The world of investment trusts

Published by Sonia Speedy on 11 December 2007.
Last updated on 25 August 2011

Picture of world within a set of cogs

The investment trust is considered an underdog in the investment world, often overlooked in favour of the sexier, more heavily marketed unit trust. Take a closer look at this investment vehicle, however, and you might be pleasantly surprised. But what is an investment trust?

"Investment trusts are a company like any other, with a fixed number of shares and a board of directors representing shareholders' interests," says Job Curtis, director of the value and income team at fund management firm Henderson Global Investors.

The difference, however, between an investment trust company and a normal company, like BT for example, is that an investment trust company makes its money by buying and selling shares and securities in other companies, rather than through selling a specific product or service.

An investment trust company issues shares in itself, which is what an investor buys. These shares are generally only issued when the investment trust is created, which means the total number of shares available stays constant. This is known as being 'closed ended'.

The Association of Investment Companies (AIC) says there were 316 investment trusts in existence in the UK at the end of July 2007, worth around £95 billion, and this figure has grown steadily in recent years.

So what are the characteristics that set investment trusts apart from other collective investments? One feature unique to investment trusts, compared with vehicles such as unit trusts, is the way they are priced. If you take all the available shareholder funds in an investment trust - the company's assets less its liabilities - and divide it by the total number of shares in that company, you get the net asset value or NAV per share.

Supply and demand

Because investment trust companies are quoted on the stock exchange, the price of shares is determined by the stockmarket according to supply and demand and may not equal the NAV per share. This means they can be sold at a discount or a premium from that value.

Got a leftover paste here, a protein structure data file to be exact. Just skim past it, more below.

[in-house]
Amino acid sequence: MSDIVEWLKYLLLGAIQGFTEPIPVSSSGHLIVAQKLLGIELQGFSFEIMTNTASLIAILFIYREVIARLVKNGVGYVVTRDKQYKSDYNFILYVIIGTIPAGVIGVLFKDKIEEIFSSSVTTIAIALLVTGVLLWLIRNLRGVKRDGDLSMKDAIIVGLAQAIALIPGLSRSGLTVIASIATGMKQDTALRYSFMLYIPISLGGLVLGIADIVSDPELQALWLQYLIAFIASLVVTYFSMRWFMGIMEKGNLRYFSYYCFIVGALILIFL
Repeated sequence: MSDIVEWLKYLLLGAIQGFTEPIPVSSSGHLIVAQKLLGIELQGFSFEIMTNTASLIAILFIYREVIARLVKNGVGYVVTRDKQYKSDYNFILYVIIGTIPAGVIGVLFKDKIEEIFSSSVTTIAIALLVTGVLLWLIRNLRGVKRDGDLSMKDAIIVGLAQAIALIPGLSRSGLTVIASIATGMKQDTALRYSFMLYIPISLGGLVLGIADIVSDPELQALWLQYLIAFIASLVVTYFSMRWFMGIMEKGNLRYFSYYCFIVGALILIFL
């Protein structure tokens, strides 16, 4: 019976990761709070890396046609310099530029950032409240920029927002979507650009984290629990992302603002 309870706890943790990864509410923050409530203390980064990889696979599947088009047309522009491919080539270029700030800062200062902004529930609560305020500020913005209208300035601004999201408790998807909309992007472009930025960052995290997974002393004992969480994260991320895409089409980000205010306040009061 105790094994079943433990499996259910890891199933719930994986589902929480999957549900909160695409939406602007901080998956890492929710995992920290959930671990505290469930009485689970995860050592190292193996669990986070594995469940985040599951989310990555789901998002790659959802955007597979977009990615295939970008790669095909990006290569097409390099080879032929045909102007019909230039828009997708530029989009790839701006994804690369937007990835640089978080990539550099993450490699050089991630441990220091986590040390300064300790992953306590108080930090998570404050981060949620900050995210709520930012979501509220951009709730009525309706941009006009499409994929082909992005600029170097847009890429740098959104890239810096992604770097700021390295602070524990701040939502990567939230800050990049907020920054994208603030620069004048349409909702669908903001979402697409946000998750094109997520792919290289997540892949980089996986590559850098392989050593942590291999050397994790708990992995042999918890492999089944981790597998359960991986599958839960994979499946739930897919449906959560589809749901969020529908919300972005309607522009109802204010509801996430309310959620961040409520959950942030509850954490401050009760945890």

"With a unit trust or an open-ended investment company (OEIC), the price of the fund is the same as the value of the underlying investment," says Patrick Connolly, certified financial planner at independent financial adviser firm Towry Law.

"That is not the case with an investment trust. The price of an investment trust depends on the demand for or supply of the investment trust, just like any other share. It depends on how much people are willing to pay for it and sell it for, so the price of an investment trust can be more or less than the net asset value."

This adds an extra level of complexity, because when an investor sells shares in an investment trust, the difference between the price paid for the share and the value of the underlying asset can increase or decrease. But James Saunders Watson, head of sales and marketing for investment trusts at JP Morgan Asset Management, says this offers opportunities when buying investment trust shares.

"We quite like getting clothes at a factory outlet," he says, "because it's cheaper than buying them on Bond Street. Similarly, it's nice to be able to buy £1 worth of assets for 90p, and that's what the discount enables you to do."

Lower charges

Costs vary between investment trusts, but are generally considerably lower than similar collective investments. That is because the board of directors is separate from the fund manager, so it can work to keep running costs low. Also, investment trusts do not pay commission to financial advisers or spend money on extensive marketing.